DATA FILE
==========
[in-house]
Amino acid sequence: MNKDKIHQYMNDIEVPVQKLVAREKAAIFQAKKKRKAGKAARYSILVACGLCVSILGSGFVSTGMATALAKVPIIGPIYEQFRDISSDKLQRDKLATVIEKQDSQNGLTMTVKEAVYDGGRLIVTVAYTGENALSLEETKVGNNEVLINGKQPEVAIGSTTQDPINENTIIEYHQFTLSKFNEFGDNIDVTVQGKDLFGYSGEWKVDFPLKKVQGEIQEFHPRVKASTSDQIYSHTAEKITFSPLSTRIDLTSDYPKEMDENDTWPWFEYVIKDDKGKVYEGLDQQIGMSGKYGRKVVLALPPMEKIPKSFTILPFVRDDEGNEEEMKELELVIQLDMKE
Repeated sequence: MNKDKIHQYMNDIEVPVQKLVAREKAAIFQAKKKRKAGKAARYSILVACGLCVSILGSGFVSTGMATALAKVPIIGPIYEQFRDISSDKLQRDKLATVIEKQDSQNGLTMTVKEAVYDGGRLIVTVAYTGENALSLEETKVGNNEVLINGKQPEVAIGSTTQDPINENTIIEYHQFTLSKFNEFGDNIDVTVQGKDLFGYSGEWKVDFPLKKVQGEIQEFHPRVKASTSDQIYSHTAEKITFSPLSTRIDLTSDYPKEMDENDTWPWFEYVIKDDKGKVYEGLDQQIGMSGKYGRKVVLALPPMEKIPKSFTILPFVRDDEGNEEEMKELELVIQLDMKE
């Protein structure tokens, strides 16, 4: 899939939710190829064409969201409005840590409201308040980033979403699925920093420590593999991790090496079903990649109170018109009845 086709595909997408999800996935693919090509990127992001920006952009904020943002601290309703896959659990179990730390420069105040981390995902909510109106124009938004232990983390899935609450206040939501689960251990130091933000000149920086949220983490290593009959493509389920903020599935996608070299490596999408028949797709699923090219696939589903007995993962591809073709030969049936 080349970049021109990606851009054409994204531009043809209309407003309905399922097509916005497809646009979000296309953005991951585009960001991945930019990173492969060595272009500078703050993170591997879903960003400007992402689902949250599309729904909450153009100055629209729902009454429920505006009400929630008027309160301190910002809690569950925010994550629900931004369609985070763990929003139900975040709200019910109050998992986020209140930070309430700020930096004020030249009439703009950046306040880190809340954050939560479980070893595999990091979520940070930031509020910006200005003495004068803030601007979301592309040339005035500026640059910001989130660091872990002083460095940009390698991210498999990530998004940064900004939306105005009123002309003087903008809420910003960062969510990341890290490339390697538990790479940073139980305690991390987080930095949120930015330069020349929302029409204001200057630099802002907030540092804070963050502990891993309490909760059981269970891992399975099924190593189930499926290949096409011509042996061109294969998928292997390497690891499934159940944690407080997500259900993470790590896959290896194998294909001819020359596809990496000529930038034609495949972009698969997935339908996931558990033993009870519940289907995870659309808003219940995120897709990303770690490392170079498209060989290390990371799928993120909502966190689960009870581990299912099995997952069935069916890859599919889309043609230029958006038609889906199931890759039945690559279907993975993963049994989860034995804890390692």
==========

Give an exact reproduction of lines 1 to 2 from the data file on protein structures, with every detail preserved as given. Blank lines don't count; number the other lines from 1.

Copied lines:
[in-house]
Amino acid sequence: MNKDKIHQYMNDIEVPVQKLVAREKAAIFQAKKKRKAGKAARYSILVACGLCVSILGSGFVSTGMATALAKVPIIGPIYEQFRDISSDKLQRDKLATVIEKQDSQNGLTMTVKEAVYDGGRLIVTVAYTGENALSLEETKVGNNEVLINGKQPEVAIGSTTQDPINENTIIEYHQFTLSKFNEFGDNIDVTVQGKDLFGYSGEWKVDFPLKKVQGEIQEFHPRVKASTSDQIYSHTAEKITFSPLSTRIDLTSDYPKEMDENDTWPWFEYVIKDDKGKVYEGLDQQIGMSGKYGRKVVLALPPMEKIPKSFTILPFVRDDEGNEEEMKELELVIQLDMKE